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Cannabis regulation, Colombia and the Drug War

Almost five decades after Nixon’s infamous speech that gave birth to “The War on Drugs”, Latin America is still living with the devastating consequences of prohibitionist politics and enforced crop eradication. For many, this has been a war that has left more losses than victories. (I) 

Up to now, the US Government has spent over a trillion dollars attempting to destroy drug cartels and eradicate drug crops with strategies that have caused immeasurable environmental and social harms throughout Latin America, and that have had little effect at achieving their goals of a ‘drug-free’ world. However, with more countries in the region opening up to legalisation, the opportunity to rewrite history is emerging as a way to heal decades of violence. 

The beginning of chaos- a cannabis bonanza

After the Vietnam war and countercultural movements of the ’60s, Andean countries entered the trafficking game due to the high demand for cannabis in the United States. Colombia joined in and started exporting marijuana, launching the famous ‘Bonanza Marimbera’ that marked the start of the country’s exportation history in the ’70s.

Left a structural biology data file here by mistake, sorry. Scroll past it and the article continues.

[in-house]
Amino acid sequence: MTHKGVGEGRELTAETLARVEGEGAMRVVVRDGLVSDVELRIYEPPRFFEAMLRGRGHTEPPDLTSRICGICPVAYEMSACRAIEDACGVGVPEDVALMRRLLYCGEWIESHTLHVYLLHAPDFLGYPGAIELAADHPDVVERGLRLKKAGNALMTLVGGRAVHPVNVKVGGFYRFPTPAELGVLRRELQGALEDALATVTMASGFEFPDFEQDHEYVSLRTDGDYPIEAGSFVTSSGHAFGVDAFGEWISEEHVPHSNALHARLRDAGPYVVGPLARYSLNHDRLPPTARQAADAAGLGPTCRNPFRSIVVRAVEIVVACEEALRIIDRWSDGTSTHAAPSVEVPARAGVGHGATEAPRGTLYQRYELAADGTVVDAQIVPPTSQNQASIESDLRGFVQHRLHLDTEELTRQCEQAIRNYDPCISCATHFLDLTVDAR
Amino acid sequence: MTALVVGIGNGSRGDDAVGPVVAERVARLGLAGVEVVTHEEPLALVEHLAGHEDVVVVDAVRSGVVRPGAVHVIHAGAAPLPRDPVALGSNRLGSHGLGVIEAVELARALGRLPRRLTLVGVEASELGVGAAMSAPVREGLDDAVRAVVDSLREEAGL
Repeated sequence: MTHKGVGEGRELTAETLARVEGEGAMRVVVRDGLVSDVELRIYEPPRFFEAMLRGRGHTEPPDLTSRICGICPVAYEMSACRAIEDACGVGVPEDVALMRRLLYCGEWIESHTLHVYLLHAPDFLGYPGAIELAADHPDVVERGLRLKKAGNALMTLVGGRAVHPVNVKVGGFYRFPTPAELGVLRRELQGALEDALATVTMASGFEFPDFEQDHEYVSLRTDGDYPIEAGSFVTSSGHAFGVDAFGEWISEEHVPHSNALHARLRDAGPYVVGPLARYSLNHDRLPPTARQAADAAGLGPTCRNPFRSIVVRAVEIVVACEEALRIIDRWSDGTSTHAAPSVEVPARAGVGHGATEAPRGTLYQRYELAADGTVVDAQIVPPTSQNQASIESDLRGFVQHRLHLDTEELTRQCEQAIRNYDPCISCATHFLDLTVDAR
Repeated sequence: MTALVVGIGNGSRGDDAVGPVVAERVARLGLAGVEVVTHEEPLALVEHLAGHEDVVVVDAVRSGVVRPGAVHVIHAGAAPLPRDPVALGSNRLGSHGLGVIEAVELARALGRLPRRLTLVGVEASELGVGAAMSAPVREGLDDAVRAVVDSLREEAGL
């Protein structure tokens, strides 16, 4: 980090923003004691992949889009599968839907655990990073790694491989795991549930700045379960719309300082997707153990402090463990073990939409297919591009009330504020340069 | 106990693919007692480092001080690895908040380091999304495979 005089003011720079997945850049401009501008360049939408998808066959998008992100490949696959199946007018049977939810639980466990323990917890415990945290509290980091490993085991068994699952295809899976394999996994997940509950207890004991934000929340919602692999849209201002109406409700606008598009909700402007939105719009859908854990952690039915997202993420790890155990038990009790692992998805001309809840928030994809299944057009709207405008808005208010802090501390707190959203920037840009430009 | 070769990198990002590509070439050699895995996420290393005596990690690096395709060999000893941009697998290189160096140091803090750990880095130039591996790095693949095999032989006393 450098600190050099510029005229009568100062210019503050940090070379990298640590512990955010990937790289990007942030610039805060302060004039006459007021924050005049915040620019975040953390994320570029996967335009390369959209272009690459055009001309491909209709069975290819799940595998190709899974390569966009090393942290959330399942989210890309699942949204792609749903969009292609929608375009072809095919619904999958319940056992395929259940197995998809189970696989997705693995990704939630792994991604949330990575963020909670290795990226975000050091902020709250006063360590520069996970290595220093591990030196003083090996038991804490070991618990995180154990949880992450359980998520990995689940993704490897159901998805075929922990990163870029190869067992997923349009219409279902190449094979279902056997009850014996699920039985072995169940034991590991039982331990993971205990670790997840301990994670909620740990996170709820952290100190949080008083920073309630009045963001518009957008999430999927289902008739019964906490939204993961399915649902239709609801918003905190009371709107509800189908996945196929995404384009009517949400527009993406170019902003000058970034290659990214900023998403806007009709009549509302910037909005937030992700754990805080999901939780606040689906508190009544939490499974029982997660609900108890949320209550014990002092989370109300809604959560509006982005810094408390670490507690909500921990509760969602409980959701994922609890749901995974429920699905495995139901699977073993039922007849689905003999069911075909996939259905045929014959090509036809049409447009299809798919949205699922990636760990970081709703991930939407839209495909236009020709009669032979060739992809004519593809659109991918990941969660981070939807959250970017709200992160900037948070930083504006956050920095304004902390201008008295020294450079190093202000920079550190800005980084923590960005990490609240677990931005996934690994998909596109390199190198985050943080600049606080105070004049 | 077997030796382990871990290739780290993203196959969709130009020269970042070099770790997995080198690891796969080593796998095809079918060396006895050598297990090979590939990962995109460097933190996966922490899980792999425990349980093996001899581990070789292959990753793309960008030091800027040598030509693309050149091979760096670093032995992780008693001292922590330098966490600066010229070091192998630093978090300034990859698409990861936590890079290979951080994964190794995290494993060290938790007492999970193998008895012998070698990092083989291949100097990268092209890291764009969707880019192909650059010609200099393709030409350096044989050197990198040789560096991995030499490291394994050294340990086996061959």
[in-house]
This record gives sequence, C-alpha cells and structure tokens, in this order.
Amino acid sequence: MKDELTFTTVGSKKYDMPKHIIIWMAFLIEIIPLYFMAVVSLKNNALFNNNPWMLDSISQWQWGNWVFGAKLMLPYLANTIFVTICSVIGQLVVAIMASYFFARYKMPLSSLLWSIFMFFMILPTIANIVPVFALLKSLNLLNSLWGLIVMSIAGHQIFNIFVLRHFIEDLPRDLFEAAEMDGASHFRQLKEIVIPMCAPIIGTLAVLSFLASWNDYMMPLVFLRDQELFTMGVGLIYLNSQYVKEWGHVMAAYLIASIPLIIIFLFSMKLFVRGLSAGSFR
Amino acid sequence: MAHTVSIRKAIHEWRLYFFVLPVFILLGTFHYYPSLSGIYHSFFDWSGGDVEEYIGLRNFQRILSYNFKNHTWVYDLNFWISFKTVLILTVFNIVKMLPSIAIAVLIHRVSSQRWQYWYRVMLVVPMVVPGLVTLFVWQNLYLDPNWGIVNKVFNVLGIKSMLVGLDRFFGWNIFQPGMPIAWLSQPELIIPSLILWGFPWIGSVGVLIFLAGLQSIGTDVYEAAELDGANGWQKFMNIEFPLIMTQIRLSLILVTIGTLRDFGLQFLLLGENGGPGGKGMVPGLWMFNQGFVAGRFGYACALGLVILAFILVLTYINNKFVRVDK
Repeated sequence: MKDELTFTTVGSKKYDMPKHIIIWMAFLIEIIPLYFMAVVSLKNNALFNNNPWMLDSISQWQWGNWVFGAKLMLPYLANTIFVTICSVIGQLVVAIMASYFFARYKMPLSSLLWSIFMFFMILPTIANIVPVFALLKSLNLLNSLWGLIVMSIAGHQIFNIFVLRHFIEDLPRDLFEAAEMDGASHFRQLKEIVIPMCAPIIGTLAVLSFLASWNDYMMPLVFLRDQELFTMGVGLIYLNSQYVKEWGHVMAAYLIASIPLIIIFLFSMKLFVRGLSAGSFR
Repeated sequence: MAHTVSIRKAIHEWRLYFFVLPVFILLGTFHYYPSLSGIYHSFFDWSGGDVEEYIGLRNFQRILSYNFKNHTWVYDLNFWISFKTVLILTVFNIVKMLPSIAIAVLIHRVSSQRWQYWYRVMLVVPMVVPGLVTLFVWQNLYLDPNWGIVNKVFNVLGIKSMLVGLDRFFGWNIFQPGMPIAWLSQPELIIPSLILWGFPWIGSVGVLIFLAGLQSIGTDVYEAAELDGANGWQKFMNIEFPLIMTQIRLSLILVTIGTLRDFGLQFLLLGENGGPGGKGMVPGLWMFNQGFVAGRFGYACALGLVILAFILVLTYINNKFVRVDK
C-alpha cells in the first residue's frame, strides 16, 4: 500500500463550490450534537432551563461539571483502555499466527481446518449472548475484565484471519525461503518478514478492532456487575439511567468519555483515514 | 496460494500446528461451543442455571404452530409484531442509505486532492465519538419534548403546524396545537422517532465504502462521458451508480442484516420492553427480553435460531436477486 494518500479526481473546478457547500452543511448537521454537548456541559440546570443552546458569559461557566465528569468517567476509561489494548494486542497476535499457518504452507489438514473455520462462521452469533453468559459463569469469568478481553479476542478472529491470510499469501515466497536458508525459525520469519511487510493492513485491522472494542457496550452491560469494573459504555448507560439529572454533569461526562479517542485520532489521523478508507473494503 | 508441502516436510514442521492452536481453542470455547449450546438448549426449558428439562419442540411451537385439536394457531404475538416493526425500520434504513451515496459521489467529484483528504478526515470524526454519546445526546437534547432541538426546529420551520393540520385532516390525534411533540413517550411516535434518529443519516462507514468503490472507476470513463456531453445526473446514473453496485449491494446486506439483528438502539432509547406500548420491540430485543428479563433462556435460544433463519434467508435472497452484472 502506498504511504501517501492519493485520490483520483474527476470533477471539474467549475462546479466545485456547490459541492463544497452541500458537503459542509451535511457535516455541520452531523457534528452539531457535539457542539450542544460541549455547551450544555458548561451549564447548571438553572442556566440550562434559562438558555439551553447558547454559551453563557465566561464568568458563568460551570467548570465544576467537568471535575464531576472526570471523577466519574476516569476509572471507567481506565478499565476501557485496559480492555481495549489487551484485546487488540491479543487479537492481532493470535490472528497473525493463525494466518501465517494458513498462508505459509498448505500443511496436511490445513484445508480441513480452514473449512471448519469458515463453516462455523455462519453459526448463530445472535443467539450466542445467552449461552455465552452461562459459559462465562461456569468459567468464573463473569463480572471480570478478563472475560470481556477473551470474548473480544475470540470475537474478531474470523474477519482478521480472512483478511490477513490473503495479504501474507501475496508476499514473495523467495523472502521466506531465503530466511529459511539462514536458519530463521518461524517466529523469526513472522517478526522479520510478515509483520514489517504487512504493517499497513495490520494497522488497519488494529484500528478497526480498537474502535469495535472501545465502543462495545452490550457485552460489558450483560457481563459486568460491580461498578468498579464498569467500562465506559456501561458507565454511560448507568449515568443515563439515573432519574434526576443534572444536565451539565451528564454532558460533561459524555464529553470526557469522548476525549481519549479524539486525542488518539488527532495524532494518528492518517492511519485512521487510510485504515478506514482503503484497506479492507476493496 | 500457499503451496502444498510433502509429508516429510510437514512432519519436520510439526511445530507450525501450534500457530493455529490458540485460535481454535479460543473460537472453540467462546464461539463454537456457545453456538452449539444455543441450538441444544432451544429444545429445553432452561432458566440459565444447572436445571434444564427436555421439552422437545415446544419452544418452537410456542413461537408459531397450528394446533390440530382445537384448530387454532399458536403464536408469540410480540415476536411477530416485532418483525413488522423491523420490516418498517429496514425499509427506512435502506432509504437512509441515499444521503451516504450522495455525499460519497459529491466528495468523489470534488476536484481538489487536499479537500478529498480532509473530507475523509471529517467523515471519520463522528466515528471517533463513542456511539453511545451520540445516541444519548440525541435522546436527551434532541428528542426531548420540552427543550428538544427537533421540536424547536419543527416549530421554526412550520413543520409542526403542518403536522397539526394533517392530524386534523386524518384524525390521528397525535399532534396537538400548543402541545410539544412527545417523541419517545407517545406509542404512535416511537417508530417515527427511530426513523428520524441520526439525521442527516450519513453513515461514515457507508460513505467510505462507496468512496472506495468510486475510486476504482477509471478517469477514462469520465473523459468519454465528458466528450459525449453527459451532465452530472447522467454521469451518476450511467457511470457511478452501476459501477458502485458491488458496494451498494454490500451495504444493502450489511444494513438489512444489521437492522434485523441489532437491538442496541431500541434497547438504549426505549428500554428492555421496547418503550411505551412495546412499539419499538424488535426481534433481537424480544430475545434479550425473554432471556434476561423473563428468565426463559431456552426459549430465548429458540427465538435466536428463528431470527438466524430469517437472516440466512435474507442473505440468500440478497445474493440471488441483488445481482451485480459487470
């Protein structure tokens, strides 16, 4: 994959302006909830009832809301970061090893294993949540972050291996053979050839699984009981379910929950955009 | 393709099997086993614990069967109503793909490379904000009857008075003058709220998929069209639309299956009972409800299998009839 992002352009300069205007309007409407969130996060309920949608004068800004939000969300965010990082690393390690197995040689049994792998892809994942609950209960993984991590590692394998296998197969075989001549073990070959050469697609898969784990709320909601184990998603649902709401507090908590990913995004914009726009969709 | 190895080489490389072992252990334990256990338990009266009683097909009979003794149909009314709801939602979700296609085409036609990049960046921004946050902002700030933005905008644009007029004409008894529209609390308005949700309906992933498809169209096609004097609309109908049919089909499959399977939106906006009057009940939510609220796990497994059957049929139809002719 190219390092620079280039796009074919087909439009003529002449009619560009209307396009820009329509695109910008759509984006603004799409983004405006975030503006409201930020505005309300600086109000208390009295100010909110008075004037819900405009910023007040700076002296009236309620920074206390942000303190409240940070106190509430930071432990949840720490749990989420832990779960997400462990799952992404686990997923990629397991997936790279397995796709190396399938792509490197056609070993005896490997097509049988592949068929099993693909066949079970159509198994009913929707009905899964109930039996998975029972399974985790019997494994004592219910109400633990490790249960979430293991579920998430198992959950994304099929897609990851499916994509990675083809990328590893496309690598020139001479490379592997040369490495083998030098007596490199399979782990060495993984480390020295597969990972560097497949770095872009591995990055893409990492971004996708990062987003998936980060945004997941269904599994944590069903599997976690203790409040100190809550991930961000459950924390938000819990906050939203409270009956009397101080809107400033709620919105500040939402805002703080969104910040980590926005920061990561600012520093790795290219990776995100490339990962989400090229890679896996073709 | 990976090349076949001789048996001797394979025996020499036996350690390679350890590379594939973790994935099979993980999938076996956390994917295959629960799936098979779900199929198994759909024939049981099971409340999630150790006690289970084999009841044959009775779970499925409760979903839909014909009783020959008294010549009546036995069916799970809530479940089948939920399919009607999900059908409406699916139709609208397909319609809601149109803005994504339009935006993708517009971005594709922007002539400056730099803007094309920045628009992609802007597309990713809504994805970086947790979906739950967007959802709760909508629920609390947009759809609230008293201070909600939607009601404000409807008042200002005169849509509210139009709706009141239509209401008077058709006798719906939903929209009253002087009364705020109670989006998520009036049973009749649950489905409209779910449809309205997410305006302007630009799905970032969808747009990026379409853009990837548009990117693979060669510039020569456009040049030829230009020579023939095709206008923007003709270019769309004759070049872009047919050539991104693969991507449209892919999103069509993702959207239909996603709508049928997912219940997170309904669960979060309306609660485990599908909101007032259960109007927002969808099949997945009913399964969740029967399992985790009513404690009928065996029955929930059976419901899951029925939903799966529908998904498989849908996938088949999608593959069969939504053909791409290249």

As consumption grew within the US population, Nixon declared the ‘War on Drugs’ and defined the actions aimed at stopping illegal drugs distribution, use and trade. With Nixon’s statement of drug abuse as ‘public enemy number one’ in 1971, federal funding for the drug war increased, and the stigma around drug use grew. The more prominent cannabis suppliers to the US at this time were Mexico and Colombia.

In 1973, the Drug Enforcement Administration (DEA) was created, and with it, many countries developed mutual agreements supporting the US-led drug war. 

The marijuana bonanza was Colombia’s first step into the drug economy, and at that time, around 500,000 pounds of marijuana were shipped by land or sea to the Florida coast, and the largest plantation found in Colombian territory was over 40 thousand hectares.(II)

The promise of making an income 10 times higher than growing coffee, cotton or corn, pushed roughly 300,000 families of farmers, unemployed workers and indigenous people to join the illegal cannabis market, and later the cocaine market. At that time, cannabis generated US$2.2 billion for Colombia, that would be valued today at US$7.3 billion. (III)